Dell’s acquisition of Force10, a top networking vendor, has broad implications for users of next-generation data centers. Why? Because the deal paves the way for an open solution for IT managers who want the optimal performance of an integrated infrastructure while not being locked into using single vendor.
As more and more companies and government agencies move data to the cloud, they have to balance the practical considerations of working with the infrastructure they already have and addressing their immediate needs while planning for the future. With technology changing rapidly, agility will be key.
As Charles King, principal analyst for Pund-IT Research, wrote in a July report, “An ongoing fact of IT life is that vendors aren’t the only ones evolving. Individuals and organizations change, too, and are best served by vendors that recognize and address this continuing progression by offering the tools and services required to yield the greatest return from their IT investments.”
When it comes to next-generation data centers, companies and governments want to know they’re getting value as well as products and services that are flexible enough to grow with them. If technologies that haven’t even been invented yet someday need to be integrated, then companies will want – and be willing to pay for – the capability to add them. A decade ago, who would’ve thought that IT workers would be using smartphones and tablets as a matter of course? No one knows what types of services and devices will become necessary to do business in the coming years. So IT decision-makers want to keep their infrastructure options open and be able to shop around.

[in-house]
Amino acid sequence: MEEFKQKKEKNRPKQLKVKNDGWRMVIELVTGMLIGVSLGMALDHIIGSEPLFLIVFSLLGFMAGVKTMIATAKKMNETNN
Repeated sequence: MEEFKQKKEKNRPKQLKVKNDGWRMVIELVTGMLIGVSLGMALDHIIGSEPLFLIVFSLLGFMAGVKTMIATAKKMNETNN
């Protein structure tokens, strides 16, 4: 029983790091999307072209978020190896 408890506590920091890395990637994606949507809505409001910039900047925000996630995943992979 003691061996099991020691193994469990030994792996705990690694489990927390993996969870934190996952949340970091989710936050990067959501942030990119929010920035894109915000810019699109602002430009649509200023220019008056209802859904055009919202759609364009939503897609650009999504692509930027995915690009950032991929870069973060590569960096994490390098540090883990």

As Forrest Norrod, vice president and general manager of Dell’s server platforms business, told eWeek in early August, “What they want are solutions. What they don’t want are things that must be together” to work for them.
And to read more specific details about how Force10 fits with Dell’s strategy, a recent Cloud Pro post did a great job of analyzing Dell’s evolution.